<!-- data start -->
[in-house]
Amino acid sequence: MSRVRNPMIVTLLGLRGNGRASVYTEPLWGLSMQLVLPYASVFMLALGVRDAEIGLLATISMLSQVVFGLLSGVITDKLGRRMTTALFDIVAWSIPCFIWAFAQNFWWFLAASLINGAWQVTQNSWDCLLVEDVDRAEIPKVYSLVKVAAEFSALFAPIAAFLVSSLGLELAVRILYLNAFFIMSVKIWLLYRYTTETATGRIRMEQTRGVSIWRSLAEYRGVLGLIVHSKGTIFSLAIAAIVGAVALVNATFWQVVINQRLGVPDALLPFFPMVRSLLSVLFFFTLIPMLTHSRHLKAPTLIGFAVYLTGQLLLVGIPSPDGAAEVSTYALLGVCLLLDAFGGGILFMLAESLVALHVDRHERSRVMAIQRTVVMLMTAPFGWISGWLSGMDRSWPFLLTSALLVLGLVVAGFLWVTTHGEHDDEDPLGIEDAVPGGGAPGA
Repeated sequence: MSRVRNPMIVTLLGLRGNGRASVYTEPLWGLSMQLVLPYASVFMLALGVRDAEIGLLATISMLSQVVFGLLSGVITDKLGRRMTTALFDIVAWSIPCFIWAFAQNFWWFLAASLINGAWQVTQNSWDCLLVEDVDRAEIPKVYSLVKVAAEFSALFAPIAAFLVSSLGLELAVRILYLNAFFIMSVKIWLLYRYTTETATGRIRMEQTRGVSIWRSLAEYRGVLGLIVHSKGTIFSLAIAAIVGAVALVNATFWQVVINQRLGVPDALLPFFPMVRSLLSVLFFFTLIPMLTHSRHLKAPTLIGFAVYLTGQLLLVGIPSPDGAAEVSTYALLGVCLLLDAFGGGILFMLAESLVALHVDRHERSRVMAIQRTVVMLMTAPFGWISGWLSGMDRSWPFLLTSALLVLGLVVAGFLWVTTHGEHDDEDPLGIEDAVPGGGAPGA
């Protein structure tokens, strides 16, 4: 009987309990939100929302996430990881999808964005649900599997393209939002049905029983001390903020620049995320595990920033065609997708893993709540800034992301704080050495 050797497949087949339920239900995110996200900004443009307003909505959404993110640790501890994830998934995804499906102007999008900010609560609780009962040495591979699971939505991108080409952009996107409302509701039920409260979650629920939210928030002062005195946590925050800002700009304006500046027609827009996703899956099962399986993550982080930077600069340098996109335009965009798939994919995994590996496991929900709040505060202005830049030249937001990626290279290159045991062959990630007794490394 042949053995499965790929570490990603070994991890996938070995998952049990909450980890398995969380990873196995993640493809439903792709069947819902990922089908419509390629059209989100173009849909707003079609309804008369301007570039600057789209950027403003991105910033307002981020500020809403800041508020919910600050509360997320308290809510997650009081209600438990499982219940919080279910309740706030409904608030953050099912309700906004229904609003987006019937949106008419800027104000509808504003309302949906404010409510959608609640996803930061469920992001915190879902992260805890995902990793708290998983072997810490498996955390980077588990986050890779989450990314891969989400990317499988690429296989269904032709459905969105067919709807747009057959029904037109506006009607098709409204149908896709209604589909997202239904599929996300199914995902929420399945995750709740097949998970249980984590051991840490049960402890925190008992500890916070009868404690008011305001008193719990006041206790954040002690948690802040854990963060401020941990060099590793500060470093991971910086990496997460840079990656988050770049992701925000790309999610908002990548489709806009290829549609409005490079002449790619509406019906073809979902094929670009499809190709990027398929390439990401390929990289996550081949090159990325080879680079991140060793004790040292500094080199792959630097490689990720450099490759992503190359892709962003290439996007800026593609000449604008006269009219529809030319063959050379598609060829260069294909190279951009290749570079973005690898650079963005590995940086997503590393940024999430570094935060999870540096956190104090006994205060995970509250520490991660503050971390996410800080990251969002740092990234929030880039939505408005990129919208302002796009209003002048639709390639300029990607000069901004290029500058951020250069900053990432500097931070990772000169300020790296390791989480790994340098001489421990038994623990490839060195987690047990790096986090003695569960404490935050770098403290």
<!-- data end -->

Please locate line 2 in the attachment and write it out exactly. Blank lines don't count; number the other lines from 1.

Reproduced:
Amino acid sequence: MSRVRNPMIVTLLGLRGNGRASVYTEPLWGLSMQLVLPYASVFMLALGVRDAEIGLLATISMLSQVVFGLLSGVITDKLGRRMTTALFDIVAWSIPCFIWAFAQNFWWFLAASLINGAWQVTQNSWDCLLVEDVDRAEIPKVYSLVKVAAEFSALFAPIAAFLVSSLGLELAVRILYLNAFFIMSVKIWLLYRYTTETATGRIRMEQTRGVSIWRSLAEYRGVLGLIVHSKGTIFSLAIAAIVGAVALVNATFWQVVINQRLGVPDALLPFFPMVRSLLSVLFFFTLIPMLTHSRHLKAPTLIGFAVYLTGQLLLVGIPSPDGAAEVSTYALLGVCLLLDAFGGGILFMLAESLVALHVDRHERSRVMAIQRTVVMLMTAPFGWISGWLSGMDRSWPFLLTSALLVLGLVVAGFLWVTTHGEHDDEDPLGIEDAVPGGGAPGA